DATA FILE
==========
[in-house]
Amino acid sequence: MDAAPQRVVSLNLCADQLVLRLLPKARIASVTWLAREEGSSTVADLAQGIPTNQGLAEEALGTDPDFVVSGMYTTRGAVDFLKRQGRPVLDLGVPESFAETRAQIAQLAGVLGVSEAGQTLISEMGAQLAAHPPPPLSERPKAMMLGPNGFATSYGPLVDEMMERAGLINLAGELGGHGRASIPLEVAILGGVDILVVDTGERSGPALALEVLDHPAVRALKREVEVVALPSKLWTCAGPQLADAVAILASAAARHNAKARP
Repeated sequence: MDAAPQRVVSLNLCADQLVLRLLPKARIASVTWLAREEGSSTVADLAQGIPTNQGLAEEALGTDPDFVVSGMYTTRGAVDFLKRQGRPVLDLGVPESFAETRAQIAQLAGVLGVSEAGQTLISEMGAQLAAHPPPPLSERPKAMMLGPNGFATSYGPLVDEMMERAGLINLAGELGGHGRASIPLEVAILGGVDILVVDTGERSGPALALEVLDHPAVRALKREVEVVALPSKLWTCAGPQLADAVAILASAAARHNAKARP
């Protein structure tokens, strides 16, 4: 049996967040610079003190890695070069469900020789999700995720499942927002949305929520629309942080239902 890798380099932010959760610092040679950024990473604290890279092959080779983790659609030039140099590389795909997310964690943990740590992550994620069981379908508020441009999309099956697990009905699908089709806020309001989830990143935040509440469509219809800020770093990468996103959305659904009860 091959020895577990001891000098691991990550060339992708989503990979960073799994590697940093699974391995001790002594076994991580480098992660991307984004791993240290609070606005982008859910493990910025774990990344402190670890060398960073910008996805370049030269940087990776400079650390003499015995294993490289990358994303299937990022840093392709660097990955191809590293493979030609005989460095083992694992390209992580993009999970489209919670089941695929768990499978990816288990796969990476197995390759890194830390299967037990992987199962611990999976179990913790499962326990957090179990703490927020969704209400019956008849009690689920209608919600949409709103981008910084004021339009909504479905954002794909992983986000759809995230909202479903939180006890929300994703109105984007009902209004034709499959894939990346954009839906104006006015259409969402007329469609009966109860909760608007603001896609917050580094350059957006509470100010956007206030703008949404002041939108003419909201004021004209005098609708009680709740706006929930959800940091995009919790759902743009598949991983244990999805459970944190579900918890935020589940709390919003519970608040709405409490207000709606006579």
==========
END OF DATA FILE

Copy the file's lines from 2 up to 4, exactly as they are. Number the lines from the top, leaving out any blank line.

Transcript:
Amino acid sequence: MDAAPQRVVSLNLCADQLVLRLLPKARIASVTWLAREEGSSTVADLAQGIPTNQGLAEEALGTDPDFVVSGMYTTRGAVDFLKRQGRPVLDLGVPESFAETRAQIAQLAGVLGVSEAGQTLISEMGAQLAAHPPPPLSERPKAMMLGPNGFATSYGPLVDEMMERAGLINLAGELGGHGRASIPLEVAILGGVDILVVDTGERSGPALALEVLDHPAVRALKREVEVVALPSKLWTCAGPQLADAVAILASAAARHNAKARP
Repeated sequence: MDAAPQRVVSLNLCADQLVLRLLPKARIASVTWLAREEGSSTVADLAQGIPTNQGLAEEALGTDPDFVVSGMYTTRGAVDFLKRQGRPVLDLGVPESFAETRAQIAQLAGVLGVSEAGQTLISEMGAQLAAHPPPPLSERPKAMMLGPNGFATSYGPLVDEMMERAGLINLAGELGGHGRASIPLEVAILGGVDILVVDTGERSGPALALEVLDHPAVRALKREVEVVALPSKLWTCAGPQLADAVAILASAAARHNAKARP
């Protein structure tokens, strides 16, 4: 049996967040610079003190890695070069469900020789999700995720499942927002949305929520629309942080239902 890798380099932010959760610092040679950024990473604290890279092959080779983790659609030039140099590389795909997310964690943990740590992550994620069981379908508020441009999309099956697990009905699908089709806020309001989830990143935040509440469509219809800020770093990468996103959305659904009860 091959020895577990001891000098691991990550060339992708989503990979960073799994590697940093699974391995001790002594076994991580480098992660991307984004791993240290609070606005982008859910493990910025774990990344402190670890060398960073910008996805370049030269940087990776400079650390003499015995294993490289990358994303299937990022840093392709660097990955191809590293493979030609005989460095083992694992390209992580993009999970489209919670089941695929768990499978990816288990796969990476197995390759890194830390299967037990992987199962611990999976179990913790499962326990957090179990703490927020969704209400019956008849009690689920209608919600949409709103981008910084004021339009909504479905954002794909992983986000759809995230909202479903939180006890929300994703109105984007009902209004034709499959894939990346954009839906104006006015259409969402007329469609009966109860909760608007603001896609917050580094350059957006509470100010956007206030703008949404002041939108003419909201004021004209005098609708009680709740706006929930959800940091995009919790759902743009598949991983244990999805459970944190579900918890935020589940709390919003519970608040709405409490207000709606006579």